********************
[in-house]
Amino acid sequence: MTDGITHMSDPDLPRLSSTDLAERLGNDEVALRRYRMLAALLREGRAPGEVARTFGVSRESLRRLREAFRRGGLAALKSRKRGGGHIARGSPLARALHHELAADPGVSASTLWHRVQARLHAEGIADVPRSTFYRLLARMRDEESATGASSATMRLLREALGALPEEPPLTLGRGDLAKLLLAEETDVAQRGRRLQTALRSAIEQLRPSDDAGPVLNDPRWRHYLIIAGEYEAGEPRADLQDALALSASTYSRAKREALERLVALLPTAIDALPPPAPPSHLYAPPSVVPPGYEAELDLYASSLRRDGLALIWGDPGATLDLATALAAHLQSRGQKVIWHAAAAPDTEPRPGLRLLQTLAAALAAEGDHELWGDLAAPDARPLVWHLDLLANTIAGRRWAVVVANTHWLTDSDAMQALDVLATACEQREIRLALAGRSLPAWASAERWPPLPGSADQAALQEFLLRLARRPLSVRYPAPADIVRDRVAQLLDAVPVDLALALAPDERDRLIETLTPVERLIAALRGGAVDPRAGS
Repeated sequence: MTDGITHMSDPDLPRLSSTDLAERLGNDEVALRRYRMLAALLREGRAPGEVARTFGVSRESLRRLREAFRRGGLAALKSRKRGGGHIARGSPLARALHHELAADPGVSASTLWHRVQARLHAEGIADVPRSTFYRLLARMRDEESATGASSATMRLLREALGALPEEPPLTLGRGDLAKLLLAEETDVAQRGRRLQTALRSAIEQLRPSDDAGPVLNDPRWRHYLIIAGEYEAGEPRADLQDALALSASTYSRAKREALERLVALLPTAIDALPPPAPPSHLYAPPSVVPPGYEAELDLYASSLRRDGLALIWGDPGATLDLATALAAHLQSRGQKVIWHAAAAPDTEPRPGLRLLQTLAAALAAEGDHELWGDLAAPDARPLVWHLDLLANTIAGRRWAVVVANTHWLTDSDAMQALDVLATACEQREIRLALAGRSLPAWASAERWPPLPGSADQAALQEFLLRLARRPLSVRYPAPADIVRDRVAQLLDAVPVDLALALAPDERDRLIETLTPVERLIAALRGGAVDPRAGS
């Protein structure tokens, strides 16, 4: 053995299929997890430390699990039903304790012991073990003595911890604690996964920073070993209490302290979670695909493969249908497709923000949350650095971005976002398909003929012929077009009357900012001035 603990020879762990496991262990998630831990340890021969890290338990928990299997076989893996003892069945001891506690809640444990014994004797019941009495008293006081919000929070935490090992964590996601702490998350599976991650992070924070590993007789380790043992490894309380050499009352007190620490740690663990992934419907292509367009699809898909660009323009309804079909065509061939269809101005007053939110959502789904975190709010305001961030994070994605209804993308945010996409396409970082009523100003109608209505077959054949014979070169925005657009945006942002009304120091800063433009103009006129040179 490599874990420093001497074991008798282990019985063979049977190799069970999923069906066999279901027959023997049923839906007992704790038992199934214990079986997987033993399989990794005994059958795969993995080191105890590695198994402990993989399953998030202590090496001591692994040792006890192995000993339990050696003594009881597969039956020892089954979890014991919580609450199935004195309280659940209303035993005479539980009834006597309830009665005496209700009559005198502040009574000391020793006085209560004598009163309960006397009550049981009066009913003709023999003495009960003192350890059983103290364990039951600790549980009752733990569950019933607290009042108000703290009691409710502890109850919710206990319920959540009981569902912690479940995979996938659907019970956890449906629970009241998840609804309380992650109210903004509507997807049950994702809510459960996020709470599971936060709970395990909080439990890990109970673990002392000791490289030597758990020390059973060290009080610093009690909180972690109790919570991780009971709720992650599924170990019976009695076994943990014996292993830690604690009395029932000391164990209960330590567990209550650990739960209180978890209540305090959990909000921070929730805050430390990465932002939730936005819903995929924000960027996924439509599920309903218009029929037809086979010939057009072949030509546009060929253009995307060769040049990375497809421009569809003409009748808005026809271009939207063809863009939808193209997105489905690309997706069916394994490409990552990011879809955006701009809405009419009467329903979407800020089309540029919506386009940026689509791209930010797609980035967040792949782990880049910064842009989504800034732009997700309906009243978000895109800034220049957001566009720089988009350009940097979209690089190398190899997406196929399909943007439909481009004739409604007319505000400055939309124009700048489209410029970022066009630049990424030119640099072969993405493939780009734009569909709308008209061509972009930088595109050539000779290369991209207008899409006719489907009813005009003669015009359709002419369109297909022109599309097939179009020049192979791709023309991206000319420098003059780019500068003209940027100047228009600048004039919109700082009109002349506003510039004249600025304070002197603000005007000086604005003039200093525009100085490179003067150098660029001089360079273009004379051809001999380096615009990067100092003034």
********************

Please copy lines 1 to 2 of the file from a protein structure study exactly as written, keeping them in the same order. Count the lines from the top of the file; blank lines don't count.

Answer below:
[in-house]
Amino acid sequence: MTDGITHMSDPDLPRLSSTDLAERLGNDEVALRRYRMLAALLREGRAPGEVARTFGVSRESLRRLREAFRRGGLAALKSRKRGGGHIARGSPLARALHHELAADPGVSASTLWHRVQARLHAEGIADVPRSTFYRLLARMRDEESATGASSATMRLLREALGALPEEPPLTLGRGDLAKLLLAEETDVAQRGRRLQTALRSAIEQLRPSDDAGPVLNDPRWRHYLIIAGEYEAGEPRADLQDALALSASTYSRAKREALERLVALLPTAIDALPPPAPPSHLYAPPSVVPPGYEAELDLYASSLRRDGLALIWGDPGATLDLATALAAHLQSRGQKVIWHAAAAPDTEPRPGLRLLQTLAAALAAEGDHELWGDLAAPDARPLVWHLDLLANTIAGRRWAVVVANTHWLTDSDAMQALDVLATACEQREIRLALAGRSLPAWASAERWPPLPGSADQAALQEFLLRLARRPLSVRYPAPADIVRDRVAQLLDAVPVDLALALAPDERDRLIETLTPVERLIAALRGGAVDPRAGS